Ten years ago, the iPad didn’t exist. Neither did the selfie stick, Oculus or Bitcoin. Snapchat, Instagram, Uber, and Lyft? Nope. Google Chrome, Airbnb and Spotify had just been launched. And some of us in the software development industry can remember even further back! The year Infostretch was founded, 2004, was the same year that Facebook and HDTV were born. I could easily name another 10 digital services or gadgets that have become so integral to everyday life it’s hard to imagine living without them. So obviously, the software design, production, and development that makes all of this possible has evolved as well.
In the beginning…
Not all the way to the beginning, but going back ten plus years, being a tester was a very different role. It meant operating towards the end of the SDLC. We all remember the waterfall days, right?! Each of the stages of software development were sequential and siloed from the rest. By the time testers got hold of the product, the underlying business requirements may well have shifted, or got a little lost in translation.
We could test whether or not when I pushed button X, that then Y happened. (And if it didn’t, the process of working backwards could be long and painful). The concept of testing for a great consumer experience was a long way off, but then again, the whole approach to how we optimize quality was about to change.
The adoption of Agile methods really helped to speed up the whole process, while also ensuring quality earlier in the process. Small groups working on iterative projects enabled products to be delivered faster. Feedback loops could start to become tighter and the role of test and Quality Assurance (QA) teams began to Shift Left – that is to say, they transitioned to testing earlier and more often.
Established roles in development, testing, and operations became even more blurred as DevOps practices gained traction. DevOps, with its focus on integrating different areas of the business in small working groups, placed the test and QA team in contact with the rest of the business as never before. Rather than verifying that button X did indeed get result Y, test and QA became increasingly concerned with enhancing the customer experience as a whole.
If delighting the customer is the aim, digital delivery is the game
Working within a DevOps framework, using Agile methodologies, today’s test and QA teams proactively assess the look, feel and performance of the products.
Thanks to DevOps and Agile, many teams are now closer to, or engaged in, continuous testing and continuous feedback. Testers today are closer to understanding the performance of a digital service, as it is experienced by users, in the wild. Frequent releases and tight feedback loops raise an alarm pretty quickly if a feature isn’t performing as it should. Increasingly, lab-based testing environments, with their ability to simulate a wide variety of scenarios and devices, actually iron out any wrinkles before release.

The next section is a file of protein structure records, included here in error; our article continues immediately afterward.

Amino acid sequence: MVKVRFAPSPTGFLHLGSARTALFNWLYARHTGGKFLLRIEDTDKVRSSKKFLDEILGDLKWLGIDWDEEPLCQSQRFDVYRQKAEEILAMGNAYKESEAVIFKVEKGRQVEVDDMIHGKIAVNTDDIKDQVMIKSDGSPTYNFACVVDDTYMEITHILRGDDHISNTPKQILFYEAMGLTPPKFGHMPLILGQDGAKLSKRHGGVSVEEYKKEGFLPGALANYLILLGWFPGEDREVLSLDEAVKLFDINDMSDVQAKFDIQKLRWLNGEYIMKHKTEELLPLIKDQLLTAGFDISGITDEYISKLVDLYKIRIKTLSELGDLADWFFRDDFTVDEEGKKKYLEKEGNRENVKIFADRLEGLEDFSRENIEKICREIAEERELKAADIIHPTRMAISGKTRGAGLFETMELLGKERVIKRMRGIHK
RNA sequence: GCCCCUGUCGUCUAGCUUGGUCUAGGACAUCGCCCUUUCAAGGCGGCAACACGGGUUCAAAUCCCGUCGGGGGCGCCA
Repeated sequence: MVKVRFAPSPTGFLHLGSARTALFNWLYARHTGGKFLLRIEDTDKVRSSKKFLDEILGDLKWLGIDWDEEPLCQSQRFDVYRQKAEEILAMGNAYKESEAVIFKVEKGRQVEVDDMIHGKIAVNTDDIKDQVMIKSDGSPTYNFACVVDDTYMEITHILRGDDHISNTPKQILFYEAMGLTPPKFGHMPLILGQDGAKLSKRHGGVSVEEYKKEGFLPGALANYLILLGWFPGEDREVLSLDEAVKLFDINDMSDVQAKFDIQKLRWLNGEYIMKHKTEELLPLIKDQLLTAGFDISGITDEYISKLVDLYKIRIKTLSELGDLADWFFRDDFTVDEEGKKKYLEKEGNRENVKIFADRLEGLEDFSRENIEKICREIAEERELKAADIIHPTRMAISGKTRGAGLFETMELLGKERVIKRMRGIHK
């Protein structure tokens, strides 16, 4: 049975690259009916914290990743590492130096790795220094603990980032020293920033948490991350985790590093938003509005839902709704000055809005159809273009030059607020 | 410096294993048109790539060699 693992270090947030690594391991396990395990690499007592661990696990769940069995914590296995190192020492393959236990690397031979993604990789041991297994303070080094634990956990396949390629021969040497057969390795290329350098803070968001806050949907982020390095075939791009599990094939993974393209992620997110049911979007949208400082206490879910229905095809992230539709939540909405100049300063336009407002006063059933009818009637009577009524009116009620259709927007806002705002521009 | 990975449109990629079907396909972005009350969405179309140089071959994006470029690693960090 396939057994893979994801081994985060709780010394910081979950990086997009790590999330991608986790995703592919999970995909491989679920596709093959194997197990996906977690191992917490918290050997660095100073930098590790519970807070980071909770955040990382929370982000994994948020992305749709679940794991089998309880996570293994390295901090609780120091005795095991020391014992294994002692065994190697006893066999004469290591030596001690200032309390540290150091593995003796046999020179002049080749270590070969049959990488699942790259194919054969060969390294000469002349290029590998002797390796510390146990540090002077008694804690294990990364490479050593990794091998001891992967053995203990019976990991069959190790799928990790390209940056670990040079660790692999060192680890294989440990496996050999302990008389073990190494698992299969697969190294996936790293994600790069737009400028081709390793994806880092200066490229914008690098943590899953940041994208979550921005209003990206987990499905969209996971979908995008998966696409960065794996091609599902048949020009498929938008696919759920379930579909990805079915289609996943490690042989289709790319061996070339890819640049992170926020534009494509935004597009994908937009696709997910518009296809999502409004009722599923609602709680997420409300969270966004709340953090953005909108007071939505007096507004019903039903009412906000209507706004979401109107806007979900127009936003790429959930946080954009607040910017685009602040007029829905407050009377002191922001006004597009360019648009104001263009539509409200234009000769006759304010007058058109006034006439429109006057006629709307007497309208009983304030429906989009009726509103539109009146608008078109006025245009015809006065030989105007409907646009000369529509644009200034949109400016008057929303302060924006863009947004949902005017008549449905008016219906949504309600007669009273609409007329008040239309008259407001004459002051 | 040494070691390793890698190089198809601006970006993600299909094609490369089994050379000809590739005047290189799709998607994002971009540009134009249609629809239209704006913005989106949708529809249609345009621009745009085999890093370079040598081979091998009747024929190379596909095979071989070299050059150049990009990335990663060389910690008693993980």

Testing in the era of digital transformation
The brave new world of iterative (continuous) development, or CI/CD, is not without its challenges. One of the biggest is transitioning to automated testing. Despite recognition among test and QA teams themselves that digital transformation requires increased automation, manual testing levels remain stubbornly high.
Every tester needs these three things for digital transformation
Testing as we have known it is changing. Test and QA teams are poised to become architects of consumer experience. Where once the intricate tasks of manual testing were the mainstay of their working day, testers will increasingly be responsible for driving digital transformation, powered by innovations in analytics and AI. Tomorrow’s testers are the creative architects of customer experience. Here’s what they need to know to succeed.
Automation – The Art of the Possible
Powerful tools that enable test automation have a transformative effect on what test and QA can achieve. Let’s be realistic: it is no longer feasible to manually test for all the permutations even a “standard” digital initiative needs to cover. Instead, automation frees up the most precious resource – testers’ time – enabling them to focus on… whatever they want that can accelerate an organization’s initiatives. The sky’s the limit with a good automation program in place.
Big Data – Big Potential
Data is what powers every digital initiative. At times over-hyped, always under-used, data has steadily grown in importance. Data can change businesses, inspire new business models, confirm competitive edge, reduce costs and streamline systems and processes. There’s just one problem. Data comes in disparate forms. Organizations need strategies and processes to extract real business insights and be able to turn these insights into actions.
AI – Loves the jobs you hate!
Bots are increasingly being put to work to solve some of the biggest challenges in digital transformation projects. Bots can help with test optimization, automation of backlogs, de-duplication, debugging and test case maintenance. Infostretch’s own AI-powered test solution, ASTUTE, comprises intelligent testing services and BOTs that leverage advanced machine learning techniques for every phase of testing. What this means for enterprises is that they are able to launch digital transformation initiatives in a matter of weeks, as opposed to months, while reducing test efforts by at least 35 percent.
If your testing team is winning in these three areas, tell us about your experiences! On the other hand, if there is room for improvement for your testing and QA, why not get in touch and we’ll show you how to get the most out of your test environment and accelerate digital transformation? Fill out the form below!
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